A big question that comes up with our new clients is whether you should or shouldn’t plan your podcast script. Podcast scripts vary based on the style of show you run and your own personal preferences. Because not everyone is talented at flying by the seat of their pants.

We look at podcast scripts in a couple of different ways.

Scripted podcasts can make speech feel stiff and rehearsed. 

Podcast scripts can be the key to being confident, concise and keeping the content flowing.

I always answer that question this way. At the bare minimum, plan out your podcast episode. It’s impossible to create great content without some sort of planning. 

Even podcasts which sound ad-libbed are scripted and rehearsed to some level. 

But, don’t think that you need to write out a rigid podcast script which you follow word for word. That may be the worst thing you can do, especially if you don’t have the experience to read from a script like you are presenting a conversation-like recording. 

You can create a podcast script map, or call it an agenda, which gives you pointers and leads you through your topics. And keeps you on track. 

The power of planning is that it ensures your podcast episode hooks listeners and keeps you focused.

Create A Clear Podcast Script Summary

At the start, you need to look at what the main ideas and themes you want to cover during your podcast episode. 

Start by getting the central ideas down on paper. Use them to branch out into smaller subcategories. A great way of doing this is by mind mapping.

A mind map is a tool for the brain that captures the thinking that goes on inside your head. Mind mapping helps you think, collect knowledge, remember and create ideas. Most likely it will make you a better thinker.

A good starting point on how to mind map is found at https://simplemind.eu/how-to-mind-map/basics/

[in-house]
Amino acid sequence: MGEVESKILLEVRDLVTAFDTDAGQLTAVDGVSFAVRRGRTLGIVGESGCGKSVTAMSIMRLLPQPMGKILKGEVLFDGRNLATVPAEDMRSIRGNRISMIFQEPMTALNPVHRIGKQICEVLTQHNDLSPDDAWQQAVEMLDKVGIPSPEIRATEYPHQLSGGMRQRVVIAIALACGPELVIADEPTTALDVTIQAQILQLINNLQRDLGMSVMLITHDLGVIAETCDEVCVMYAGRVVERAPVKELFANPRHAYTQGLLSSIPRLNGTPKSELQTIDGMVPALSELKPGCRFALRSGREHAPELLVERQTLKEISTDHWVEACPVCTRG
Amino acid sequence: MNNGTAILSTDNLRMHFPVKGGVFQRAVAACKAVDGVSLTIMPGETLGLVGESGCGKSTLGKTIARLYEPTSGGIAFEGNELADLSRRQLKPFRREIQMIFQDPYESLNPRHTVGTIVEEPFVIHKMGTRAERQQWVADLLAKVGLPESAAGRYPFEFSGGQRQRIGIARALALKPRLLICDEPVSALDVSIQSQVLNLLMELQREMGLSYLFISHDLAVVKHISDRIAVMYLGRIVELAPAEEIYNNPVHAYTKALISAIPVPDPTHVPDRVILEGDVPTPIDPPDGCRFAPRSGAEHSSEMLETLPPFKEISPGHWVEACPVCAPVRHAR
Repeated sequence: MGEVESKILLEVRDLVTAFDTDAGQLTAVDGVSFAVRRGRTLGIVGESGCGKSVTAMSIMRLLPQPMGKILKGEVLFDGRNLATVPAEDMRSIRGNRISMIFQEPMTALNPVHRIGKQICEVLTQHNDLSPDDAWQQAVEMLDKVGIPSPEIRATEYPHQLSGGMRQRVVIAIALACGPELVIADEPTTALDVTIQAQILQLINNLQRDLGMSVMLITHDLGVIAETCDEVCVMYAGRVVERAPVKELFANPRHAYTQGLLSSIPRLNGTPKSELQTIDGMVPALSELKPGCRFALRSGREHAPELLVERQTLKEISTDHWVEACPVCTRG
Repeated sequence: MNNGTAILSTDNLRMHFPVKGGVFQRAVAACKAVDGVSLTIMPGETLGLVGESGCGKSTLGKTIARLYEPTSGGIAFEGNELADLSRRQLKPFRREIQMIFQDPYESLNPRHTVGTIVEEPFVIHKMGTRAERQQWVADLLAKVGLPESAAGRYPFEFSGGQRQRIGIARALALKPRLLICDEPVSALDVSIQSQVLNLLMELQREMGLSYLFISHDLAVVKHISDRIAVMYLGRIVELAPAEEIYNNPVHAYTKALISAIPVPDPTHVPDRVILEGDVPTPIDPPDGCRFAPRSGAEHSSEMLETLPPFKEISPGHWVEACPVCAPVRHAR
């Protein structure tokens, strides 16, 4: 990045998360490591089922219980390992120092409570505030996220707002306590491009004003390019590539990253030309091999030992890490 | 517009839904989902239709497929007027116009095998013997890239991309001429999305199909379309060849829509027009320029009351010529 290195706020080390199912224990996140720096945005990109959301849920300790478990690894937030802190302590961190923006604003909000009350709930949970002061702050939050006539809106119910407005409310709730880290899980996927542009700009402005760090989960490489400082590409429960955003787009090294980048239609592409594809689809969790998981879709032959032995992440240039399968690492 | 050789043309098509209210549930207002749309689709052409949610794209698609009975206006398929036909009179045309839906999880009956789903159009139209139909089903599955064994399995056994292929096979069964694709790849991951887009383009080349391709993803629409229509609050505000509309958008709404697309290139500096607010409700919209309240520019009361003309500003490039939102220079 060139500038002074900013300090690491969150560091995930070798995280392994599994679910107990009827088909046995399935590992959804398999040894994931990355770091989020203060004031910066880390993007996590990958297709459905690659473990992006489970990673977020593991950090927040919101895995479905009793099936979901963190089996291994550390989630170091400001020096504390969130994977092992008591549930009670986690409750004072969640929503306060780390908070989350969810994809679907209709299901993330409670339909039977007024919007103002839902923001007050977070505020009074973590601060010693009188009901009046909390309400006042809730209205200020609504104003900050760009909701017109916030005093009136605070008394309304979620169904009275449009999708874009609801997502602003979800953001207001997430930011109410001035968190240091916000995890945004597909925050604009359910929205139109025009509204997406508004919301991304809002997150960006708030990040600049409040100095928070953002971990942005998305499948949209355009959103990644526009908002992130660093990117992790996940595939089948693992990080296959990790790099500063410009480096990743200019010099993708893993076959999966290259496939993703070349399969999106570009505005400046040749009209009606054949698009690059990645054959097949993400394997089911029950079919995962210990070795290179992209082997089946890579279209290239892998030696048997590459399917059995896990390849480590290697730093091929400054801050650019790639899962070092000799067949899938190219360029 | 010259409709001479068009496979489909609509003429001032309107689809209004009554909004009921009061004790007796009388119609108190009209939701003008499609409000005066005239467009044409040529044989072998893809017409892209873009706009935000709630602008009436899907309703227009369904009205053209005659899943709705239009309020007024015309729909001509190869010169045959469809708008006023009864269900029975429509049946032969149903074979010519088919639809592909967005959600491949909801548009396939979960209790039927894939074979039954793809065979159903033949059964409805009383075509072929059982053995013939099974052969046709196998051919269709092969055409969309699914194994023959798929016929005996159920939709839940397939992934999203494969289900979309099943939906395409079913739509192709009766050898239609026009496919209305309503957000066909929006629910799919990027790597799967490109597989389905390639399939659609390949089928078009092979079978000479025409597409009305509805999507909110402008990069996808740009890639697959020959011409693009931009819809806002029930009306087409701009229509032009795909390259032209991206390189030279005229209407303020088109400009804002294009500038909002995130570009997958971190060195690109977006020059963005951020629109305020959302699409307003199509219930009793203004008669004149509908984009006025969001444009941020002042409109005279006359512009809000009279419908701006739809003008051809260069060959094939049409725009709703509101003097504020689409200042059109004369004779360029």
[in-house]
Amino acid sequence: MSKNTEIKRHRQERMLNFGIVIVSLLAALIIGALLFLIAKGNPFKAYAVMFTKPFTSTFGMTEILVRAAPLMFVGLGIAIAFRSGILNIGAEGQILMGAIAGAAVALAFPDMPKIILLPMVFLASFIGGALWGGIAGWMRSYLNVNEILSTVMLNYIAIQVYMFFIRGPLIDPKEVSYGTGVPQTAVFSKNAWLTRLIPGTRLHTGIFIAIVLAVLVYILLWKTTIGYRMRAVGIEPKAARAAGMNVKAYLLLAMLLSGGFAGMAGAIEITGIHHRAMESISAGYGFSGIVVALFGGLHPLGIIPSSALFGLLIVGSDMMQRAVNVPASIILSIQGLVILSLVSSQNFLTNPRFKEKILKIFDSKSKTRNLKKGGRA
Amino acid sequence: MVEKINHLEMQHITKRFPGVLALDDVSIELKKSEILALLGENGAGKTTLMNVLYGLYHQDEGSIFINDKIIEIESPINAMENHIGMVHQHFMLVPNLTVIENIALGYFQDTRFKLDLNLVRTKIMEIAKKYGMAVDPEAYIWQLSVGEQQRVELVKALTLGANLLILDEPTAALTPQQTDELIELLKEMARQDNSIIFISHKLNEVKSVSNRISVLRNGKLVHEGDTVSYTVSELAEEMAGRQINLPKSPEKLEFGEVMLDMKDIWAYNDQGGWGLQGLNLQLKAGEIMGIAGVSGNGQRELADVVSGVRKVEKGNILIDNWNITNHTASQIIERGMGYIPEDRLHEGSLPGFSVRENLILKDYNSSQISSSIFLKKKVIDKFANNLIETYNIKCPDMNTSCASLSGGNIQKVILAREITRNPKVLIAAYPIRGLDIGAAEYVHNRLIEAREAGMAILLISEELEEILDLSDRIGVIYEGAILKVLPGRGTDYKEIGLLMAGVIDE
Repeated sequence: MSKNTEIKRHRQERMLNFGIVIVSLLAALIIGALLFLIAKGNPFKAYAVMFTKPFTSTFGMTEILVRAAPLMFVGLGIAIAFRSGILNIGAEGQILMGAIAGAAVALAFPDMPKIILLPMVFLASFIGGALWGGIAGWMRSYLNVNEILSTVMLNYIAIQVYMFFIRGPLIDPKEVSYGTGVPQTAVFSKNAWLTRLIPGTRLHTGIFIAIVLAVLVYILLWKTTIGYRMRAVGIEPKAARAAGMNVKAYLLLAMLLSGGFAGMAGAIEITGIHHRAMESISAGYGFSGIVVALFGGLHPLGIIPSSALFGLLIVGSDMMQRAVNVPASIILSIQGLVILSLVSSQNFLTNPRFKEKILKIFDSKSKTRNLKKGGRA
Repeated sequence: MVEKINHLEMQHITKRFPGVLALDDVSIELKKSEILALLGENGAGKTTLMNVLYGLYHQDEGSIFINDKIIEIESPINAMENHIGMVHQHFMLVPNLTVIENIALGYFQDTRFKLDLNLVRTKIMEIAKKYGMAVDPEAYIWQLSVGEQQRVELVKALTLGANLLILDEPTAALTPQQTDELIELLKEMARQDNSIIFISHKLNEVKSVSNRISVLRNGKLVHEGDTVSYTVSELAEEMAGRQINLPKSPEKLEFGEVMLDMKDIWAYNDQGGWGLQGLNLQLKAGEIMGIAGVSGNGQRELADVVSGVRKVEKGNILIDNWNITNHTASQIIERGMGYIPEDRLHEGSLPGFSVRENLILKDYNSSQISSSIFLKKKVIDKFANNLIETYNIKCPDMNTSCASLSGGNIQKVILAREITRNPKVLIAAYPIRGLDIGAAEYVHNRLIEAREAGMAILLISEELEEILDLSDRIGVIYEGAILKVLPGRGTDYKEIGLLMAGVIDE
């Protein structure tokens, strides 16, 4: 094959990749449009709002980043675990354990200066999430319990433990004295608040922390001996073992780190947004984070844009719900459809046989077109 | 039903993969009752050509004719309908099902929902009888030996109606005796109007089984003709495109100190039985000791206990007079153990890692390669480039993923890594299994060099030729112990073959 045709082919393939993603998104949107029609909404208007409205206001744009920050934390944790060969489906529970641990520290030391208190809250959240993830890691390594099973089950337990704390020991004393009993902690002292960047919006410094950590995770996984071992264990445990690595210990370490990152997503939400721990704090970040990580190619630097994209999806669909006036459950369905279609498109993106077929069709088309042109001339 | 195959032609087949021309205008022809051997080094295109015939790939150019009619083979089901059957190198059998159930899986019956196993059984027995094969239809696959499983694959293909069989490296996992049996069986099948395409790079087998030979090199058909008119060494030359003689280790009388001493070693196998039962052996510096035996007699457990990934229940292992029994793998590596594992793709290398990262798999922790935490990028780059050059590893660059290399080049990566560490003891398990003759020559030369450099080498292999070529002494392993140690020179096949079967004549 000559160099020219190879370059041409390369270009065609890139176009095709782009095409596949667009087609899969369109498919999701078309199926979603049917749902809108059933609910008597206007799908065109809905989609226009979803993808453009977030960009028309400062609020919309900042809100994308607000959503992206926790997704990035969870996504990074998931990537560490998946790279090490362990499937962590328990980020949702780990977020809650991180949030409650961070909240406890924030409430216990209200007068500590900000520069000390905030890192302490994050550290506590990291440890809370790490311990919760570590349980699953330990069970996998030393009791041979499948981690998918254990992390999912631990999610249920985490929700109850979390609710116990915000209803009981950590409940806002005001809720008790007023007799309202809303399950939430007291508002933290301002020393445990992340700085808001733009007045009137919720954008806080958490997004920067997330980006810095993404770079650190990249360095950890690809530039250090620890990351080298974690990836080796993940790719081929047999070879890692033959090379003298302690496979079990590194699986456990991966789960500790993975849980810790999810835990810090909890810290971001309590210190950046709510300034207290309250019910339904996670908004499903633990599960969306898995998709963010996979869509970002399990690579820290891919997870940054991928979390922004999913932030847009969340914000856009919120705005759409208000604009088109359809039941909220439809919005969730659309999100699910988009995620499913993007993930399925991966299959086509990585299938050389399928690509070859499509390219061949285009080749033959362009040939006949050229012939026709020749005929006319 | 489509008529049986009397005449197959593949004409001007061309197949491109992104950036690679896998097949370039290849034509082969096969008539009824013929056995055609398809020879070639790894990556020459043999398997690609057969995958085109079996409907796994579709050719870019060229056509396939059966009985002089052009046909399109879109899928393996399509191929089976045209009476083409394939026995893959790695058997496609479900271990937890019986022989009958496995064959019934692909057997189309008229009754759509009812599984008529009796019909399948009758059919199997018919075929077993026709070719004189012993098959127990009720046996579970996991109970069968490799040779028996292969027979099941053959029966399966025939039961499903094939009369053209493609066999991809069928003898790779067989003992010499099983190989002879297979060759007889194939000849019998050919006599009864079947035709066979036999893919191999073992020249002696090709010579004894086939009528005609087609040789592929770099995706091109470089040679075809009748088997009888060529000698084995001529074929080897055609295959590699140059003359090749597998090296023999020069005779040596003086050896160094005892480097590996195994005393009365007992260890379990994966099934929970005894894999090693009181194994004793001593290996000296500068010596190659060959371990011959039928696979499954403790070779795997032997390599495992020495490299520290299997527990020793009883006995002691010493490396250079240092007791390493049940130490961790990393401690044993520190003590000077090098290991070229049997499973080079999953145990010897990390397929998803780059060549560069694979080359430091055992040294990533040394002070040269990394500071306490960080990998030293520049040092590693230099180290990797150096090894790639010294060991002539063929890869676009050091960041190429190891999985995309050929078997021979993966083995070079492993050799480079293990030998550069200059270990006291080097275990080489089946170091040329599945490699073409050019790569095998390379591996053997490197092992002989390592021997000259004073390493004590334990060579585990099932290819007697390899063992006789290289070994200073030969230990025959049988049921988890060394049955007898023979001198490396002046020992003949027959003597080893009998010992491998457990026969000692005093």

Mind mapping lets you work quickly and organically, without planning as you go. This allows you to come back later to structure your content.  

The Trello app can be a great tool to help you collect all your thoughts in one place, and collect outside graphs, photos, and links.

Write How You Talk, Not Speak

Once you have your ideas clear, get down to the writing. 

The most important factor is to write using your stream of consciousness and edit afterwards. 

Keep in mind whether you’re writing for yourself or someone else, like your co-host. Write clearly and concisely.  

This will come to you easier as you create each episode.  You will begin to learn your co-host(s) speaking patterns and presentation manners.  

Make It Your Style

While you’re reworking your script, remember that you have a very short window in which to grab listeners attention. Your intro should pack a punch and immediately deliver your podcast’s personality and style.

There is a great Medium article from Michelle Prak entitled Enough With The Chit Chat.

“Do you need your podcast host to warm things up with chit chat? Perhaps for some listeners, it seems more relatable and personable. Maybe, to do anything else would be ‘rude’ or too blunt.”

I posted this on LinkedIn, and quite a few comments followed about how this is a turnoff for most of them. 

Watch how you start your podcast. Done without the listener in mind, It could be the end of your podcast growth. 

This is part of your style of podcast.  Keep the listener in mind first. You literally have seconds to convince your audience you’re worth listening to.

Give your podcast character and individuality, but it’s about respecting the listener.  Create a bond between you and listeners; write with a friendly style and avoid anything which could cause listeners to lose interest.

Refine It and Read It Out Loud

The final step in getting your podcast ready for recording is refining it until you feel confident that it delivers with power. 

One of the best ways to be sure of this is to read your text aloud. 

Reading aloud means you’ll become more familiar with the material.  Reading it “in your mind” doesn’t allow your physical speaking, your mouth, your tongue and your breathing, the chance to encounter any rough phrases. In your mind, you thought it sounded great.  But speaking it out loud, didn’t.

This will give you more confidence. 

Great podcasts are never accidental. There is more prep in podcasts than you realize, or is discussed.